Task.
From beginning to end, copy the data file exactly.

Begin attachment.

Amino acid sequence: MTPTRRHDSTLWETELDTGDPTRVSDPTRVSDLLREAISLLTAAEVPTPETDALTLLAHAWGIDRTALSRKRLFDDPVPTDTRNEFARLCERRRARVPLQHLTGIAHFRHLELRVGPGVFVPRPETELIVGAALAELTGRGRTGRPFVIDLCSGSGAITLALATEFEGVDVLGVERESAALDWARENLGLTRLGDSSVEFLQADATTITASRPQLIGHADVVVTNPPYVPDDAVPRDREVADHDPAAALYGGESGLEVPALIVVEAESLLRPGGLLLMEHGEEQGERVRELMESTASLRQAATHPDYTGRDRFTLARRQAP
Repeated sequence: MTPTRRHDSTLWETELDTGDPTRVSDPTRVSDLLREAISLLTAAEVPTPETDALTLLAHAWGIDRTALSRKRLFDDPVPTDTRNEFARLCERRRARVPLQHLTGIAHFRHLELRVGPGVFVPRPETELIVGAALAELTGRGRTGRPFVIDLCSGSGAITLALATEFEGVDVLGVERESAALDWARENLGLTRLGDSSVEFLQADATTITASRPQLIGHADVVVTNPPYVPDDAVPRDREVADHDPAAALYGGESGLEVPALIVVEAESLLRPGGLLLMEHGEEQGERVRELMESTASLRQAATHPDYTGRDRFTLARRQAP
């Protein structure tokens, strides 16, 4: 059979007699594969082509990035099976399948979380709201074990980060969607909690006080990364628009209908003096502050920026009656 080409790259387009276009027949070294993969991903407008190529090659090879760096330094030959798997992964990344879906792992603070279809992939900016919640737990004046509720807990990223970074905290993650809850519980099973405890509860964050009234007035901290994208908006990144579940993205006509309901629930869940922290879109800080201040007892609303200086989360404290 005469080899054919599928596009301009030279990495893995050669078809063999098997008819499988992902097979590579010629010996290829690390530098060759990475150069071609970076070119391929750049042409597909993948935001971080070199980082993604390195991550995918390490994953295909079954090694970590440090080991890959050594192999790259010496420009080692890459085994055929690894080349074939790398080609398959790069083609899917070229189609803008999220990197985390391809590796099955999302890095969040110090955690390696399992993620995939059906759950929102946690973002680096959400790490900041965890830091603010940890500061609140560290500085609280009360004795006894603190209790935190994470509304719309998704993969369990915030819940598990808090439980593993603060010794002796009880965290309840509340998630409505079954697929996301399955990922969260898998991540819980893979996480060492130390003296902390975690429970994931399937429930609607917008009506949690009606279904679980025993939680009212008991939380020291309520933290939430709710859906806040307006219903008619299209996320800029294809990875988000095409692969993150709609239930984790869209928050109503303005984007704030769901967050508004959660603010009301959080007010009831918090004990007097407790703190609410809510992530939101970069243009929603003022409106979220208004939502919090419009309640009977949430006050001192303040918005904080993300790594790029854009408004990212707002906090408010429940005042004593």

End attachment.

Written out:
Amino acid sequence: MTPTRRHDSTLWETELDTGDPTRVSDPTRVSDLLREAISLLTAAEVPTPETDALTLLAHAWGIDRTALSRKRLFDDPVPTDTRNEFARLCERRRARVPLQHLTGIAHFRHLELRVGPGVFVPRPETELIVGAALAELTGRGRTGRPFVIDLCSGSGAITLALATEFEGVDVLGVERESAALDWARENLGLTRLGDSSVEFLQADATTITASRPQLIGHADVVVTNPPYVPDDAVPRDREVADHDPAAALYGGESGLEVPALIVVEAESLLRPGGLLLMEHGEEQGERVRELMESTASLRQAATHPDYTGRDRFTLARRQAP
Repeated sequence: MTPTRRHDSTLWETELDTGDPTRVSDPTRVSDLLREAISLLTAAEVPTPETDALTLLAHAWGIDRTALSRKRLFDDPVPTDTRNEFARLCERRRARVPLQHLTGIAHFRHLELRVGPGVFVPRPETELIVGAALAELTGRGRTGRPFVIDLCSGSGAITLALATEFEGVDVLGVERESAALDWARENLGLTRLGDSSVEFLQADATTITASRPQLIGHADVVVTNPPYVPDDAVPRDREVADHDPAAALYGGESGLEVPALIVVEAESLLRPGGLLLMEHGEEQGERVRELMESTASLRQAATHPDYTGRDRFTLARRQAP
């Protein structure tokens, strides 16, 4: 059979007699594969082509990035099976399948979380709201074990980060969607909690006080990364628009209908003096502050920026009656 080409790259387009276009027949070294993969991903407008190529090659090879760096330094030959798997992964990344879906792992603070279809992939900016919640737990004046509720807990990223970074905290993650809850519980099973405890509860964050009234007035901290994208908006990144579940993205006509309901629930869940922290879109800080201040007892609303200086989360404290 005469080899054919599928596009301009030279990495893995050669078809063999098997008819499988992902097979590579010629010996290829690390530098060759990475150069071609970076070119391929750049042409597909993948935001971080070199980082993604390195991550995918390490994953295909079954090694970590440090080991890959050594192999790259010496420009080692890459085994055929690894080349074939790398080609398959790069083609899917070229189609803008999220990197985390391809590796099955999302890095969040110090955690390696399992993620995939059906759950929102946690973002680096959400790490900041965890830091603010940890500061609140560290500085609280009360004795006894603190209790935190994470509304719309998704993969369990915030819940598990808090439980593993603060010794002796009880965290309840509340998630409505079954697929996301399955990922969260898998991540819980893979996480060492130390003296902390975690429970994931399937429930609607917008009506949690009606279904679980025993939680009212008991939380020291309520933290939430709710859906806040307006219903008619299209996320800029294809990875988000095409692969993150709609239930984790869209928050109503303005984007704030769901967050508004959660603010009301959080007010009831918090004990007097407790703190609410809510992530939101970069243009929603003022409106979220208004939502919090419009309640009977949430006050001192303040918005904080993300790594790029854009408004990212707002906090408010429940005042004593």